February 18, 2005

Supreme Court upholds Mwanawasa's election

Levy Mwanawasa, the Zambian president, has vowed to deepen his anti-graft campaign after a court upheld his controversial 2001 election victory, warning opposition critics to beware of taking him on. Mwanawasa, who has focused on stamping out corruption since taking office, said he had been given a new mandate by the Supreme Court's decision validating his poll victory despite some irregularities. As Mwanawasa said, the Supreme Court had declared him the duly and lawfully elected president. Opposition parties, who had fought a three year battle to have his 2001 win annulled, should now help him fight poverty instead of launching unwarranted attacks. "I have been harassed by the opposition since I became president three years ago. Criticism should be focused because if it borders on treason, then they are promoting anarchy," Mwanawasa said. Opposition parties have previously suggested that Mwanawasa should be removed from power but have not specified how - leaving them open to charges of treason under Zambian law which forbids any possible incitement to a military coup.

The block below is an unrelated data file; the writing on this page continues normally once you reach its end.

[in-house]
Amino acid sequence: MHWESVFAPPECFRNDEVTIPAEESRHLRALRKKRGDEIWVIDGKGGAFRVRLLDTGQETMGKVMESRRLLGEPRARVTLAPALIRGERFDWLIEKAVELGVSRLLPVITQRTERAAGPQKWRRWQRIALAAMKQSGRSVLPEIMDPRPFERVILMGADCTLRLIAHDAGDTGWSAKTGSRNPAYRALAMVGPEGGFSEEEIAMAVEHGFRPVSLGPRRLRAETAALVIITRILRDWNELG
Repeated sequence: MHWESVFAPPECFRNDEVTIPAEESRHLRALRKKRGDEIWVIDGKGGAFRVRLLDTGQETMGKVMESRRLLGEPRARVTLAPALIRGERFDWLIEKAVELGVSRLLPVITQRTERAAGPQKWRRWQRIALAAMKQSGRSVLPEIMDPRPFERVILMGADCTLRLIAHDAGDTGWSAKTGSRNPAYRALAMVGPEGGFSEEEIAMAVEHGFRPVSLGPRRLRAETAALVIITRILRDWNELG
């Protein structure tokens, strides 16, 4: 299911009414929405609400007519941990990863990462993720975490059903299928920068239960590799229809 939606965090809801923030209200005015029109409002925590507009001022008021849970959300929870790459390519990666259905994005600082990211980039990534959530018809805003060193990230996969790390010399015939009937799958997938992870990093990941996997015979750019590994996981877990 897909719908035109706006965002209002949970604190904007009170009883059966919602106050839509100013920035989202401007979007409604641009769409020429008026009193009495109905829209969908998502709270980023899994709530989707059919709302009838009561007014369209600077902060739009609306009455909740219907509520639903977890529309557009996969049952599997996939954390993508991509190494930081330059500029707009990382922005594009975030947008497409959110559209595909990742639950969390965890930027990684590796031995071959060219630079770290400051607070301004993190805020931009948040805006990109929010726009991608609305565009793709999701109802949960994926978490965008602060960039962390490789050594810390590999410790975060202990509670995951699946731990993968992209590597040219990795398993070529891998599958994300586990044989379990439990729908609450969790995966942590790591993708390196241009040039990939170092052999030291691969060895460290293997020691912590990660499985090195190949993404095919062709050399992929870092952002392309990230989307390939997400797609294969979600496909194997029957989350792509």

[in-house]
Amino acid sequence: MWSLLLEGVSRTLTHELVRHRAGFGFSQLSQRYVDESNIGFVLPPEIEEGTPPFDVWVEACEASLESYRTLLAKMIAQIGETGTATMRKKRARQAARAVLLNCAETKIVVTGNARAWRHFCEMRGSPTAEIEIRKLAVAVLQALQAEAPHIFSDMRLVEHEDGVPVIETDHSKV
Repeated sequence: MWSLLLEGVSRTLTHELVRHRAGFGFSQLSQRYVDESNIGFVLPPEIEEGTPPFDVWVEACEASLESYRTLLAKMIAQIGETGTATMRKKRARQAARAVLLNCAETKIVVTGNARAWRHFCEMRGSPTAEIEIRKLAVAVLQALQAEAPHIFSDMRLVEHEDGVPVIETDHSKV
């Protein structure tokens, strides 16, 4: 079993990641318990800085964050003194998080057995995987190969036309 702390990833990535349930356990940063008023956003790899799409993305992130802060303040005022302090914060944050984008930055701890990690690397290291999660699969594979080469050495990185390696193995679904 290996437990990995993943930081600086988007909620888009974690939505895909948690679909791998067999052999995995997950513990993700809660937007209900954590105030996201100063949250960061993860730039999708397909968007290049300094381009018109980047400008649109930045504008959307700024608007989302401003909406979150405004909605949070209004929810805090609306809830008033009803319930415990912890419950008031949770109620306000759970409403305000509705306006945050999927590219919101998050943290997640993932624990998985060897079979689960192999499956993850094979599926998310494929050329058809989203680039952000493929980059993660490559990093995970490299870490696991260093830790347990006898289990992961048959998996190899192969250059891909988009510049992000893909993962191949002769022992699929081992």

According to analysts, Mwanawasa's statement could indicate a crackdown on dissent as he consolidates his hold over the ruling Movement for Multi-Party Democracy (MMD) despite simmering anger over the anti-corruption campaign. "The tone of the president's sentiments shows he might use the court decision to crack down on dissenting views," said Alfred Chanda, a prominent Lusaka constitutional lawyer and political analyst. Mwanawasa said he would concentrate on fighting graft, including within the MMD, pushing ahead with a campaign which has targeted a number of senior political figures including his predecessor Frederick Chiluba. (SABC News, South Africa)

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